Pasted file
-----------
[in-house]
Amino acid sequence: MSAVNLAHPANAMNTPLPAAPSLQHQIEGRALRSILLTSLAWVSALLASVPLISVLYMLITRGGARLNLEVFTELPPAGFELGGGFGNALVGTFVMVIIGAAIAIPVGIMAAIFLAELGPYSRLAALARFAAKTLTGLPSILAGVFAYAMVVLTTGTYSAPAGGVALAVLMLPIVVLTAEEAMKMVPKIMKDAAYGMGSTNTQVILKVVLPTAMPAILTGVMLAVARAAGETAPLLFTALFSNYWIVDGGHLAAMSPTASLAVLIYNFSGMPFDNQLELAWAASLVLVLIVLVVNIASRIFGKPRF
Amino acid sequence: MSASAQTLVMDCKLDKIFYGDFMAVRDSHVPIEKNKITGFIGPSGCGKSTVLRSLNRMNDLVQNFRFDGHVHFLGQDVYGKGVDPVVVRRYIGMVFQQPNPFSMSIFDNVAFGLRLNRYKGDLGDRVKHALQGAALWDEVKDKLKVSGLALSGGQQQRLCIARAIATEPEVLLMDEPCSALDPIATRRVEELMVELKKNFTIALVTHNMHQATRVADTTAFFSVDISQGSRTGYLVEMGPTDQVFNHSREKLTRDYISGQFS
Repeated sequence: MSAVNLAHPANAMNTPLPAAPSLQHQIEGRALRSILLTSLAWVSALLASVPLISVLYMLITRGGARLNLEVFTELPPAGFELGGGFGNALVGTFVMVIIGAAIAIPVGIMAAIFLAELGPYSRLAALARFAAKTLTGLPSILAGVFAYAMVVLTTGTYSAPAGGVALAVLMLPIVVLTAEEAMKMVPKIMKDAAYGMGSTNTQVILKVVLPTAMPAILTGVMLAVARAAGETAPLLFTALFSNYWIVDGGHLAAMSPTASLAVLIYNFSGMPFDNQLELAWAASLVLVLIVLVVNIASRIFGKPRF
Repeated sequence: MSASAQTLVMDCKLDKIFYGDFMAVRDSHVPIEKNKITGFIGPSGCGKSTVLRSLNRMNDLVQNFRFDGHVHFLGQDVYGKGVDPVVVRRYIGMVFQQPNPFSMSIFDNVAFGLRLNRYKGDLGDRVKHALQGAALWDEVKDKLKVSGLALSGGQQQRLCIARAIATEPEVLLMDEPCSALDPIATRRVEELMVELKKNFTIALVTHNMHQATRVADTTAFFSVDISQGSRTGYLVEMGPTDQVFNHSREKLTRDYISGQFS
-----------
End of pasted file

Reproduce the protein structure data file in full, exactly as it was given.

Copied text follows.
[in-house]
Amino acid sequence: MSAVNLAHPANAMNTPLPAAPSLQHQIEGRALRSILLTSLAWVSALLASVPLISVLYMLITRGGARLNLEVFTELPPAGFELGGGFGNALVGTFVMVIIGAAIAIPVGIMAAIFLAELGPYSRLAALARFAAKTLTGLPSILAGVFAYAMVVLTTGTYSAPAGGVALAVLMLPIVVLTAEEAMKMVPKIMKDAAYGMGSTNTQVILKVVLPTAMPAILTGVMLAVARAAGETAPLLFTALFSNYWIVDGGHLAAMSPTASLAVLIYNFSGMPFDNQLELAWAASLVLVLIVLVVNIASRIFGKPRF
Amino acid sequence: MSASAQTLVMDCKLDKIFYGDFMAVRDSHVPIEKNKITGFIGPSGCGKSTVLRSLNRMNDLVQNFRFDGHVHFLGQDVYGKGVDPVVVRRYIGMVFQQPNPFSMSIFDNVAFGLRLNRYKGDLGDRVKHALQGAALWDEVKDKLKVSGLALSGGQQQRLCIARAIATEPEVLLMDEPCSALDPIATRRVEELMVELKKNFTIALVTHNMHQATRVADTTAFFSVDISQGSRTGYLVEMGPTDQVFNHSREKLTRDYISGQFS
Repeated sequence: MSAVNLAHPANAMNTPLPAAPSLQHQIEGRALRSILLTSLAWVSALLASVPLISVLYMLITRGGARLNLEVFTELPPAGFELGGGFGNALVGTFVMVIIGAAIAIPVGIMAAIFLAELGPYSRLAALARFAAKTLTGLPSILAGVFAYAMVVLTTGTYSAPAGGVALAVLMLPIVVLTAEEAMKMVPKIMKDAAYGMGSTNTQVILKVVLPTAMPAILTGVMLAVARAAGETAPLLFTALFSNYWIVDGGHLAAMSPTASLAVLIYNFSGMPFDNQLELAWAASLVLVLIVLVVNIASRIFGKPRF
Repeated sequence: MSASAQTLVMDCKLDKIFYGDFMAVRDSHVPIEKNKITGFIGPSGCGKSTVLRSLNRMNDLVQNFRFDGHVHFLGQDVYGKGVDPVVVRRYIGMVFQQPNPFSMSIFDNVAFGLRLNRYKGDLGDRVKHALQGAALWDEVKDKLKVSGLALSGGQQQRLCIARAIATEPEVLLMDEPCSALDPIATRRVEELMVELKKNFTIALVTHNMHQATRVADTTAFFSVDISQGSRTGYLVEMGPTDQVFNHSREKLTRDYISGQFS